"George R. Stewart," photographer, date unknown. Larger.
"Storm," book jacket, 2003. Larger.
Technological innovation has made our lives immeasurably safer and, perhaps, more predictable. But as living becomes more routine, what exactly are we giving up?
California writer George R. Stewart
wondered about this very question in his 1941 novel Storm
, wherein readers are asked to consider the quality of their lives if predicting the weather becomes as accurate as predicting the tides.
Only man's quarrelsomeness seems likely to prevent this consummation. To master and apply the laws of the air without a world-wide co-operation is like trying to predict tides with an imperfect knowledge of the motions of sun and moon.
If the final success is attained, what will be the effect upon man? Will he at last have to stop talking and speculating about the weather? Will the foreknowledge that he must prepare against a tornado upon a given day be more strain than a grasshopper-like ignorance and sudden disaster? Will the removal of the daily mystery only serve perhaps to make life at once safer and more boring?
George R. Stewart's Storm
traces the effect of a colossal Pacific weather system as it spreads across California. It later inspired an episode of ABC's Disneyland
"Storm," book jacket, 1941. Larger.
Thanks partly to early real estate boosters, we often think of California as a land of perpetual sunshine. But when a big Pacific storm approaches the Golden State, we do well to remember that even here, Nature can pack an enormous wallop.
In his 1941 novel Storm
, George R. Stewart
created one of California literatures' most memorable characters, Maria, a giant Pacific storm that threatens all of California. In the following passage, Maria comes to the great expanse of the Central Valley, focusing forces powerful enough to drench at once the whole of even that vast plain:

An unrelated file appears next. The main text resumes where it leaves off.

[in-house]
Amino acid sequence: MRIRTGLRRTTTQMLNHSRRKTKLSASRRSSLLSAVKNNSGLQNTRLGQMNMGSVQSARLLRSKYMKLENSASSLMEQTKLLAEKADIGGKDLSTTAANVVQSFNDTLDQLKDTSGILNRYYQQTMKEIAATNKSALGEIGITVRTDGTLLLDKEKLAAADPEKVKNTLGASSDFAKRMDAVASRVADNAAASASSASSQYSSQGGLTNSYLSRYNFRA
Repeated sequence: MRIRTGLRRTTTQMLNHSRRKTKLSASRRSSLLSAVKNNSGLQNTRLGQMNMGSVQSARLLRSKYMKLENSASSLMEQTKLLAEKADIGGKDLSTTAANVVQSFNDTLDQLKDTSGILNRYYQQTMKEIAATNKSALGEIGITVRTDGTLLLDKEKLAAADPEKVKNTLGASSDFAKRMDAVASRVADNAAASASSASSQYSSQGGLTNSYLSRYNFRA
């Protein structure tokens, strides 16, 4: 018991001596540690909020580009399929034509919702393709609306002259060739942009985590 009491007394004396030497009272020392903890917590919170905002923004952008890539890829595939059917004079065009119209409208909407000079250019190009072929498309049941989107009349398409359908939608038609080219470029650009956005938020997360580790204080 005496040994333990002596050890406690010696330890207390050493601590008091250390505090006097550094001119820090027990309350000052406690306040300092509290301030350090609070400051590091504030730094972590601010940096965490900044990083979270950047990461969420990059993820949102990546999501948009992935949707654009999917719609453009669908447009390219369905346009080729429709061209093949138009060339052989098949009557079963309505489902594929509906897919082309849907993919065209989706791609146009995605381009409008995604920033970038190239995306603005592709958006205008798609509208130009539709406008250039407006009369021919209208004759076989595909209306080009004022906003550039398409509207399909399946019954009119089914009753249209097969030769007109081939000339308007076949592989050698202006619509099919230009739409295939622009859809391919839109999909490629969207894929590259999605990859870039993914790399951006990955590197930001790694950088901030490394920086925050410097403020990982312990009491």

Overall the Valley rain was falling. . . .
It poured upon the mile-wide fields of new wheat and barley. It turned the alfalfa a brighter green. It glistened upon the gray leaves of the olive-trees, and made darker the dark green of the orange-trees. It wet the up-turned, delicate branches of the leafless peaches and plums and almonds, and the stiff rods of the cherries and the pears; it wet the myriad stubby branches of the figs—rigid, like gnarled fingers. It wet alike the wide-spreading walnut-trees and close-pruned grape-vines.
Against all the cities of the plain the storm was beating—Oroville of the olives, Marysville of the peaches, and Colusa of the rice and barley; river-girt, high-domed Sacramento; Stockton, where the ocean-steamers dock far within the wide-reaching plain; Lodi of the grapes; Corcoran of the wheat; Fresno of the figs and raisins; Porterville of the oranges; Tulare of the cotton. Over them all was rain.
George Stewart's Storm
remains a powerful influence on our culture, having popularized, some say, the habit of giving human names to storms.